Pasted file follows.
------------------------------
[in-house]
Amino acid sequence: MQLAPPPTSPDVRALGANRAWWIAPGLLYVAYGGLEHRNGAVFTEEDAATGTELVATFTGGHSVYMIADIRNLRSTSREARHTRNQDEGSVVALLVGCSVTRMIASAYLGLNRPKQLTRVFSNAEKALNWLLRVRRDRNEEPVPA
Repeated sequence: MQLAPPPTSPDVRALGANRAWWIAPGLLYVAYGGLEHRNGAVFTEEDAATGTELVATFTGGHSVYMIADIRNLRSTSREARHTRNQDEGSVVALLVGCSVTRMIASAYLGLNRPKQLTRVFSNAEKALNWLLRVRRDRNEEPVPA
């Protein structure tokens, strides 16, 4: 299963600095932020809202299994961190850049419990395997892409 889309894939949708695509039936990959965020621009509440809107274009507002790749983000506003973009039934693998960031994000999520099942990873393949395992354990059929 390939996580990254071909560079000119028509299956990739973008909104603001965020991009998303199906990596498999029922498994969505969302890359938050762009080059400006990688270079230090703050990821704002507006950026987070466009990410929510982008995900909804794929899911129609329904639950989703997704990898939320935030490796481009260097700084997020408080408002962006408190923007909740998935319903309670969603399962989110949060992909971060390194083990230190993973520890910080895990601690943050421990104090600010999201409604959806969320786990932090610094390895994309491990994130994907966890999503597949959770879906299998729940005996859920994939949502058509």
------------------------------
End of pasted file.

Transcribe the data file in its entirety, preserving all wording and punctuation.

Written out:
[in-house]
Amino acid sequence: MQLAPPPTSPDVRALGANRAWWIAPGLLYVAYGGLEHRNGAVFTEEDAATGTELVATFTGGHSVYMIADIRNLRSTSREARHTRNQDEGSVVALLVGCSVTRMIASAYLGLNRPKQLTRVFSNAEKALNWLLRVRRDRNEEPVPA
Repeated sequence: MQLAPPPTSPDVRALGANRAWWIAPGLLYVAYGGLEHRNGAVFTEEDAATGTELVATFTGGHSVYMIADIRNLRSTSREARHTRNQDEGSVVALLVGCSVTRMIASAYLGLNRPKQLTRVFSNAEKALNWLLRVRRDRNEEPVPA
């Protein structure tokens, strides 16, 4: 299963600095932020809202299994961190850049419990395997892409 889309894939949708695509039936990959965020621009509440809107274009507002790749983000506003973009039934693998960031994000999520099942990873393949395992354990059929 390939996580990254071909560079000119028509299956990739973008909104603001965020991009998303199906990596498999029922498994969505969302890359938050762009080059400006990688270079230090703050990821704002507006950026987070466009990410929510982008995900909804794929899911129609329904639950989703997704990898939320935030490796481009260097700084997020408080408002962006408190923007909740998935319903309670969603399962989110949060992909971060390194083990230190993973520890910080895990601690943050421990104090600010999201409604959806969320786990932090610094390895994309491990994130994907966890999503597949959770879906299998729940005996859920994939949502058509």